At least ESO starts with a bit of a bang, in a daring prison break set in another dimension (which you are inconveniently trapped in on account of having been murdered). From there, there's exploration, fighting, and a minor quest, all aimed at teaching you the game's controls.
Combat is not as finessed as it is in Skyrim, which instituted an excellent left-hand/right-hand system for combining weapons, spells, and accessories. Instead, this feels much more like other MMO games, with spells and abilities mapped to the number keys on your keyboard and gear equipped via an inventory screen, using a diagram of your character straight out of every classic RPG ever.
Fighting someone or something usually comes down to a short left mouse click for a light attack, and a long click for a heavy attack. Right-clicking blocks, and clicking both mouse buttons is a type of parry. While fighting, I found myself putting together combos of number-key spells, plus melee attacks. Compared with the depth and strategy of fighting in the single-player Elder Scrolls games, it felt a bit button-mashy.
Escaping the realm of the dead (which looks about the same as every other RPG underground lair), you end up on an island in the Elder Scrolls continent of Tamriel, where the game starts to look and feel a lot more like the single-player games in the series.
The key to an MMO's success is being able to attract players who may not have the latest PC gaming hardware (ESO is also coming to Xbox One and PS4, but this beta was PC-only). A big part of the appeal of World of Warcraft is that it can run on nearly any PC.
I found the game to be very flexible when playing on different hardware. The most powerful rig I used was an Origin PC Eon 17-SLX, with dual Nvidia GeForce 780M GPUs. There, with graphics settings on ultra-high and at a 1,920x1,080-pixel resolution, the game looked good, but not as detailed as the most forward-looking PC games. On a laptop with a very mainstream GeForce 750M GPU, the game played well at 1,600x900 and medium settings, but lacked any real visual punch. The most pleasant surprise was that the game ran smoothly on a stock HP Spectre laptop with a Haswell-generation Intel Core i5 CPU and integrated Intel graphics, at 1,366x768 and with low graphics settings.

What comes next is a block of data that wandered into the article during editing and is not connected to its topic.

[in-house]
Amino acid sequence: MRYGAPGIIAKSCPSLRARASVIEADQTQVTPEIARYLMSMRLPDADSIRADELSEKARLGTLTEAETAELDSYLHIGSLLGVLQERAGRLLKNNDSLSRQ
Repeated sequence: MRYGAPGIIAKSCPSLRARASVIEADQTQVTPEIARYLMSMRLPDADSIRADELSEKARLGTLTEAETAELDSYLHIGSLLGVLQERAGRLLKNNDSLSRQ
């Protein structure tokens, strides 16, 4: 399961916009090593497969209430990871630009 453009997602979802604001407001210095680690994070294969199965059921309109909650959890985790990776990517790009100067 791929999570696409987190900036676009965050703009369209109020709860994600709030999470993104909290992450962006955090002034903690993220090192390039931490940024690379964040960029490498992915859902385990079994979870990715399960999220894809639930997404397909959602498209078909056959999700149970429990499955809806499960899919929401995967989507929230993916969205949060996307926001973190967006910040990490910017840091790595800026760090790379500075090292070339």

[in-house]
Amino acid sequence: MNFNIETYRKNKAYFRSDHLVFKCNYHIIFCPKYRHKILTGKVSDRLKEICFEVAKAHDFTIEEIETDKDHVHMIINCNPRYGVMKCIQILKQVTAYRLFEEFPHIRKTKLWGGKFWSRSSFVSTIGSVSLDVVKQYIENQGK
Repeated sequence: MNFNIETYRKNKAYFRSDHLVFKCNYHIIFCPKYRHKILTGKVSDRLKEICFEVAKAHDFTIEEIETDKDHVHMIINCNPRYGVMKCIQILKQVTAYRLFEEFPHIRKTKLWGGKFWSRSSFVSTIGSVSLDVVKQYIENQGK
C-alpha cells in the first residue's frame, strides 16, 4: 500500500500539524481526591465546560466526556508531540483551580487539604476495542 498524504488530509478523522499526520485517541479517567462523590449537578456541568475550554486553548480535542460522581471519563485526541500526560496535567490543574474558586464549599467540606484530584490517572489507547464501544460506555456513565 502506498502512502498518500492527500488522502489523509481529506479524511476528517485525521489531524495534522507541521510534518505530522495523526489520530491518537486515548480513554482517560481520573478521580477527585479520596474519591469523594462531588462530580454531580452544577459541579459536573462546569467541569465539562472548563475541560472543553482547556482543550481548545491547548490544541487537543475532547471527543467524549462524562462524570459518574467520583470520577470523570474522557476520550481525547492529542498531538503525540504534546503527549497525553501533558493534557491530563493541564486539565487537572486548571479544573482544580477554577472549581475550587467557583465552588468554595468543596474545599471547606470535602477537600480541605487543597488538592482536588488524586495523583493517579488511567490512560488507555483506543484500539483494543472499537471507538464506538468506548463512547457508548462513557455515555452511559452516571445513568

The "massive" part of the ESO experience was missing from the beta test I took part in, as it was only only open to a small number of beta testers. That makes it impossible to get a feel for what the expansive world will be like when teeming with players who forge their own groups and alliances, or fight each other, or just chat and trade equipment with each other. For that full-on experience, we'll have to wait until the game's official April 4, 2014, release on PC and Mac (with current-gen consoles following in June). The game will cost $60 to start, along with a $15 monthly subscription.